- Guide to Breast Cancer
- Take the Breast Cancer Quiz
- Young Women & Breast Cancer
- Find a local Oncologist in your town
- How is breast cancer diagnosed in pregnant women?
- What if I do have cancer? Will I have to lose my baby?
- Can I breastfeed my baby if I have breast cancer?
- I had breast cancer, but I have been successfully treated for it. Is it OK for me to get pregnant? Will this harm either me or my baby?
Breast cancer is the most common cancer in pregnant women and tends to affect women in their mid-30s. Although only about 1 in every 1,000 pregnant women get breast cancer, the disease can be devastating to both the mother and her child -- so it is essential that pregnant women and their doctors continue to do routine breast exams and thoroughly investigate any suspicious lumps.
A major problem is that a lot of changes take place in a woman's breasts during pregnancy. This makes it harder to identify suspicious lumps. In addition, breast cancer tumors in pregnant women are often larger and more advanced by the time they are detected than lumps in women of the same age who are not pregnant.
How is breast cancer diagnosed in pregnant women?
The best thing you can do while pregnant is to see your obstetrician regularly. These doctor visits, called prenatal (or "before birth") visits, are very important in keeping both you and your baby in the best possible health. During these visits, your obstetrician will perform a breast examination to check for suspicious breast changes.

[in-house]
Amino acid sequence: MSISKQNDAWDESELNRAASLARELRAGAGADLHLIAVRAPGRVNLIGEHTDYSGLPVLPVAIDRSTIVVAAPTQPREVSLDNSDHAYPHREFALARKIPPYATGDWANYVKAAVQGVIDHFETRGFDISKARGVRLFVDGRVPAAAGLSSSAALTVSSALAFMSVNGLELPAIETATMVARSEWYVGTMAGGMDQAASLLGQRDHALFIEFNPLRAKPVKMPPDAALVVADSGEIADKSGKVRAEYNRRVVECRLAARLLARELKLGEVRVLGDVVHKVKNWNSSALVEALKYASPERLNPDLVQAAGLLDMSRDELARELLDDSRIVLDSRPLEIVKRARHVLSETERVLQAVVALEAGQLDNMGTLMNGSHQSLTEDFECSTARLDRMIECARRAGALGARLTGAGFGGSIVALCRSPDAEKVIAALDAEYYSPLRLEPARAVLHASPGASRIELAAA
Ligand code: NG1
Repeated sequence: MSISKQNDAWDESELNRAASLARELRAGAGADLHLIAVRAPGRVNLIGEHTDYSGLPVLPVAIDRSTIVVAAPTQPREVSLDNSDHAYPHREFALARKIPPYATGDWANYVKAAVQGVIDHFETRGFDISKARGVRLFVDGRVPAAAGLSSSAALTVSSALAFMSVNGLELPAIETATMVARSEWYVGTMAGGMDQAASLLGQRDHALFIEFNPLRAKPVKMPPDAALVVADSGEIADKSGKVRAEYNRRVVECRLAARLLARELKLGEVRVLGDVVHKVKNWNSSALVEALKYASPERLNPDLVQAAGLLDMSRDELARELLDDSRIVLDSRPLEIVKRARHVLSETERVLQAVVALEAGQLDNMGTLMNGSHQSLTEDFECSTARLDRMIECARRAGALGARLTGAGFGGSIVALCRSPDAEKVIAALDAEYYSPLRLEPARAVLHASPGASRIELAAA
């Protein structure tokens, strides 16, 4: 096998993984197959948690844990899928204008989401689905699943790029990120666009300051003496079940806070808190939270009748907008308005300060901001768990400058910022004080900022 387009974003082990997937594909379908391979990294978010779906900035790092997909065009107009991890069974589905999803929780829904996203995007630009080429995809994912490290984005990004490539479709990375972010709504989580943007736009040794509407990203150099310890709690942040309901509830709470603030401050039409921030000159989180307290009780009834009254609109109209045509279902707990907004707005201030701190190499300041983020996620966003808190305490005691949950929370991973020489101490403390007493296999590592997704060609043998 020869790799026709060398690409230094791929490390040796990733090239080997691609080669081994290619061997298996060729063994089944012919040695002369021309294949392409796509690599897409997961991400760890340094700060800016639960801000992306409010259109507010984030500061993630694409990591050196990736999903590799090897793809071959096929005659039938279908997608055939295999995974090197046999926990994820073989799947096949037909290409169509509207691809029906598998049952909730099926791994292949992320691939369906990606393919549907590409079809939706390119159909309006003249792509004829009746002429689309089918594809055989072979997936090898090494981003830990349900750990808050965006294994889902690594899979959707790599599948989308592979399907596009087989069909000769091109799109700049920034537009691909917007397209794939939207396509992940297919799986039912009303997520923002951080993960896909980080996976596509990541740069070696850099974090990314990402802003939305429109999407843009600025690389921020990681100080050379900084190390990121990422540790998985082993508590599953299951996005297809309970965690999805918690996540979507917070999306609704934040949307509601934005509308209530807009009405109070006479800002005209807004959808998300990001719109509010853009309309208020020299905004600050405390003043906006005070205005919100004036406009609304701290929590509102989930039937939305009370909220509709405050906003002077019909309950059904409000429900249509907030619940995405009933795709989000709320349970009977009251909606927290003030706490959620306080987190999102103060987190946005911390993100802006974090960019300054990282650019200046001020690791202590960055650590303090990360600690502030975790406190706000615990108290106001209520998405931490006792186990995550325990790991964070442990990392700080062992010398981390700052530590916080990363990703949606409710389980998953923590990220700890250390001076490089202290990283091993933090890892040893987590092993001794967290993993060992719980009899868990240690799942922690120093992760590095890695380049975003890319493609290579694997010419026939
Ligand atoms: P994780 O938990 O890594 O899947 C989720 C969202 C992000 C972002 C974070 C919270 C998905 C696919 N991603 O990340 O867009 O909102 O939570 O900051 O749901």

It is also important to regularly perform breast exams on yourself. Your doctor or nurse can teach you how to do this properly.
If a suspicious lump is found, your doctor will likely ask you to get a mammogram or an ultrasound. As in all procedures that expose you to radiation when you are pregnant, the technicians will take extra care to shield your baby from radiation during the mammogram.
If the lump is still suspicious after these tests, the doctor will usually perform a biopsy. In fact, your doctor will often recommend that you get a biopsy even if the initial tests come back negative. During the biopsy, a small sample of the suspicious tissue will be removed with a needle or by making a small cut. This sample is then thoroughly examined using a microscope and other methods to detect any cancer cells.